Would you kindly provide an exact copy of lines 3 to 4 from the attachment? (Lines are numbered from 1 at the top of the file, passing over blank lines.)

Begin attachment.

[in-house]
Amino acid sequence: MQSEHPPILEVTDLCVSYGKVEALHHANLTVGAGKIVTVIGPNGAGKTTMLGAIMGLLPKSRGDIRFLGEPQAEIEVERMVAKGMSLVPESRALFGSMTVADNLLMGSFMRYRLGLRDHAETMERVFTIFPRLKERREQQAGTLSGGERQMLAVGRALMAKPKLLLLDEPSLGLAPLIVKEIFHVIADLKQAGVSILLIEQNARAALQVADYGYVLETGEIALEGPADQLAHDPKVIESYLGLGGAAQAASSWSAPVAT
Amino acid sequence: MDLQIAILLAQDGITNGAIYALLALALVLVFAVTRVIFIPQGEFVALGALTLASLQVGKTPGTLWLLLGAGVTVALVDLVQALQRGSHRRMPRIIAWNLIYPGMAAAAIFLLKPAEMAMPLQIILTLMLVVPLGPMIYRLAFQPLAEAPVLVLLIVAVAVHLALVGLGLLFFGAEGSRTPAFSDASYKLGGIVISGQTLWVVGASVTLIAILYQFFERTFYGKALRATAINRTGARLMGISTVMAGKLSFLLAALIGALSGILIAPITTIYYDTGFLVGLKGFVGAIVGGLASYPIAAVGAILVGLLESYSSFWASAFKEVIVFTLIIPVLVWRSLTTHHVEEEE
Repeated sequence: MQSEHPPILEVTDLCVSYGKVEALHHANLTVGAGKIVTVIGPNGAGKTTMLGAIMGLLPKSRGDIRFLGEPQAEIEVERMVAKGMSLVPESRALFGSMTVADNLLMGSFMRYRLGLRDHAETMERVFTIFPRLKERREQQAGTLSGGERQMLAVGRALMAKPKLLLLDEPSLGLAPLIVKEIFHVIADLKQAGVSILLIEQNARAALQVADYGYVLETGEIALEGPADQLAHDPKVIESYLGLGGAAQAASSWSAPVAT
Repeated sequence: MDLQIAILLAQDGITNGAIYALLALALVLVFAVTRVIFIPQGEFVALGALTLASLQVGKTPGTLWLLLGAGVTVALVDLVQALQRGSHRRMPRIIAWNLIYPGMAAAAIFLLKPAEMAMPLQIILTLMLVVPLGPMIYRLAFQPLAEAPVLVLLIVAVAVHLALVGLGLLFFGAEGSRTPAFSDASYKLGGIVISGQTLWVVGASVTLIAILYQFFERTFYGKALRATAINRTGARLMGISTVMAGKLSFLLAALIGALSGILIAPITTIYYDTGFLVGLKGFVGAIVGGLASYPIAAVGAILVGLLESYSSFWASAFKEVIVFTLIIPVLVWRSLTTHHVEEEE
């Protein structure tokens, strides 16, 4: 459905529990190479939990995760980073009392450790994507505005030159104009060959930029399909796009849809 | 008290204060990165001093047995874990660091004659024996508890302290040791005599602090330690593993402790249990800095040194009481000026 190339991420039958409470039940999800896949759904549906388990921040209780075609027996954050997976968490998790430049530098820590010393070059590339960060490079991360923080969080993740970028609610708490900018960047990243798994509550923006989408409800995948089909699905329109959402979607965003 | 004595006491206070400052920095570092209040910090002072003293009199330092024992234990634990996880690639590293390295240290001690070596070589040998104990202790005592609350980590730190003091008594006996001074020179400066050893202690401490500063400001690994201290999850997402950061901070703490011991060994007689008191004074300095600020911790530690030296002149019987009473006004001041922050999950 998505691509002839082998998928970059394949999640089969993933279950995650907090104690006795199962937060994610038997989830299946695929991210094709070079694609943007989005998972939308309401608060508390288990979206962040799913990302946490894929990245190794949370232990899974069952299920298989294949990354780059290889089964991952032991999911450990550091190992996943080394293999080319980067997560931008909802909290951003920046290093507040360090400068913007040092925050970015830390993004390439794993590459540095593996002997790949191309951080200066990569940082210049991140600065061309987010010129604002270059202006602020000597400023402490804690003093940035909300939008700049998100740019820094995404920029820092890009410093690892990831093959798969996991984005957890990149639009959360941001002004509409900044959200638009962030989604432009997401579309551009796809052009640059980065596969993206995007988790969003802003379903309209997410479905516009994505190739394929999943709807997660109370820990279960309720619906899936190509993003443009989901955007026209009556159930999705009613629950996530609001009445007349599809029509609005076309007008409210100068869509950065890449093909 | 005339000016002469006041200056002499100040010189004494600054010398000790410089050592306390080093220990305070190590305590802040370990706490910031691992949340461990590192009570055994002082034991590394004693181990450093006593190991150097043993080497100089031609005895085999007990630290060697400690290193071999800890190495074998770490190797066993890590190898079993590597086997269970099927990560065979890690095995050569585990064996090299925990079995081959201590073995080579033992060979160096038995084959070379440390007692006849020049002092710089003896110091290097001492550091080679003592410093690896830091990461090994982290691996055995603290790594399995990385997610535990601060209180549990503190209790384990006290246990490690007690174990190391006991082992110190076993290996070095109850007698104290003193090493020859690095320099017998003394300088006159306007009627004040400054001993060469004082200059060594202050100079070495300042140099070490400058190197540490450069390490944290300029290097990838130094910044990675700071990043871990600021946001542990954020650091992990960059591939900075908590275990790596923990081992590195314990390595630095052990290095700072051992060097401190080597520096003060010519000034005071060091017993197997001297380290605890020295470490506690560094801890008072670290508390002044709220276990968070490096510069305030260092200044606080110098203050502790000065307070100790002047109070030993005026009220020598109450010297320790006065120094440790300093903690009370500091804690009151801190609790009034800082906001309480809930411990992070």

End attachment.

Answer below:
Amino acid sequence: MDLQIAILLAQDGITNGAIYALLALALVLVFAVTRVIFIPQGEFVALGALTLASLQVGKTPGTLWLLLGAGVTVALVDLVQALQRGSHRRMPRIIAWNLIYPGMAAAAIFLLKPAEMAMPLQIILTLMLVVPLGPMIYRLAFQPLAEAPVLVLLIVAVAVHLALVGLGLLFFGAEGSRTPAFSDASYKLGGIVISGQTLWVVGASVTLIAILYQFFERTFYGKALRATAINRTGARLMGISTVMAGKLSFLLAALIGALSGILIAPITTIYYDTGFLVGLKGFVGAIVGGLASYPIAAVGAILVGLLESYSSFWASAFKEVIVFTLIIPVLVWRSLTTHHVEEEE
Repeated sequence: MQSEHPPILEVTDLCVSYGKVEALHHANLTVGAGKIVTVIGPNGAGKTTMLGAIMGLLPKSRGDIRFLGEPQAEIEVERMVAKGMSLVPESRALFGSMTVADNLLMGSFMRYRLGLRDHAETMERVFTIFPRLKERREQQAGTLSGGERQMLAVGRALMAKPKLLLLDEPSLGLAPLIVKEIFHVIADLKQAGVSILLIEQNARAALQVADYGYVLETGEIALEGPADQLAHDPKVIESYLGLGGAAQAASSWSAPVAT